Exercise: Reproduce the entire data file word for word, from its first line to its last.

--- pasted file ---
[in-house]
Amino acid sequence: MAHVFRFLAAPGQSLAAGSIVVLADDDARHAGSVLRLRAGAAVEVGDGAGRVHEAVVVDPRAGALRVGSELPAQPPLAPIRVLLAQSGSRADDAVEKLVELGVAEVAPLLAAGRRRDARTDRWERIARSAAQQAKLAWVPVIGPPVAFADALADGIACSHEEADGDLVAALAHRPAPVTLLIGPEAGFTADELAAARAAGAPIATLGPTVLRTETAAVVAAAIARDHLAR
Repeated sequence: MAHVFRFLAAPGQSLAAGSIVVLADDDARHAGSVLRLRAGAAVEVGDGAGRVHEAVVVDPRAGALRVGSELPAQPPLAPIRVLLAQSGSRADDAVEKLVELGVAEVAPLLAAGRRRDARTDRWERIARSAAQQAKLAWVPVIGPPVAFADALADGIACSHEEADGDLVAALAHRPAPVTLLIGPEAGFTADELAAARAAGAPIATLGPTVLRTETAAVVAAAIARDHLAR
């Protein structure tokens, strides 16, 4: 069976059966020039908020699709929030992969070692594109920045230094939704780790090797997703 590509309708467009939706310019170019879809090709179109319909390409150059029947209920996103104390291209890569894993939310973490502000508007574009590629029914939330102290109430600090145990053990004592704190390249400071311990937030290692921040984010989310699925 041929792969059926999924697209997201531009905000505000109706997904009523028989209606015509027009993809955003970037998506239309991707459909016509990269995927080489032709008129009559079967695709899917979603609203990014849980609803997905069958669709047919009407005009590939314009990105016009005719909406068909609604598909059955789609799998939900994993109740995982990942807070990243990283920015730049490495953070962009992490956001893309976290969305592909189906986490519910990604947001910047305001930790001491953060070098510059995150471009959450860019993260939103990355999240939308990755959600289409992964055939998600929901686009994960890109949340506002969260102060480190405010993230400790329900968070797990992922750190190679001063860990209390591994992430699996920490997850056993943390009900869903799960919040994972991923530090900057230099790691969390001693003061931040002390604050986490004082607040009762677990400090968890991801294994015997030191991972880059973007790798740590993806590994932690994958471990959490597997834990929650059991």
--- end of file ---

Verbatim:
[in-house]
Amino acid sequence: MAHVFRFLAAPGQSLAAGSIVVLADDDARHAGSVLRLRAGAAVEVGDGAGRVHEAVVVDPRAGALRVGSELPAQPPLAPIRVLLAQSGSRADDAVEKLVELGVAEVAPLLAAGRRRDARTDRWERIARSAAQQAKLAWVPVIGPPVAFADALADGIACSHEEADGDLVAALAHRPAPVTLLIGPEAGFTADELAAARAAGAPIATLGPTVLRTETAAVVAAAIARDHLAR
Repeated sequence: MAHVFRFLAAPGQSLAAGSIVVLADDDARHAGSVLRLRAGAAVEVGDGAGRVHEAVVVDPRAGALRVGSELPAQPPLAPIRVLLAQSGSRADDAVEKLVELGVAEVAPLLAAGRRRDARTDRWERIARSAAQQAKLAWVPVIGPPVAFADALADGIACSHEEADGDLVAALAHRPAPVTLLIGPEAGFTADELAAARAAGAPIATLGPTVLRTETAAVVAAAIARDHLAR
């Protein structure tokens, strides 16, 4: 069976059966020039908020699709929030992969070692594109920045230094939704780790090797997703 590509309708467009939706310019170019879809090709179109319909390409150059029947209920996103104390291209890569894993939310973490502000508007574009590629029914939330102290109430600090145990053990004592704190390249400071311990937030290692921040984010989310699925 041929792969059926999924697209997201531009905000505000109706997904009523028989209606015509027009993809955003970037998506239309991707459909016509990269995927080489032709008129009559079967695709899917979603609203990014849980609803997905069958669709047919009407005009590939314009990105016009005719909406068909609604598909059955789609799998939900994993109740995982990942807070990243990283920015730049490495953070962009992490956001893309976290969305592909189906986490519910990604947001910047305001930790001491953060070098510059995150471009959450860019993260939103990355999240939308990755959600289409992964055939998600929901686009994960890109949340506002969260102060480190405010993230400790329900968070797990992922750190190679001063860990209390591994992430699996920490997850056993943390009900869903799960919040994972991923530090900057230099790691969390001693003061931040002390604050986490004082607040009762677990400090968890991801294994015997030191991972880059973007790798740590993806590994932690994958471990959490597997834990929650059991």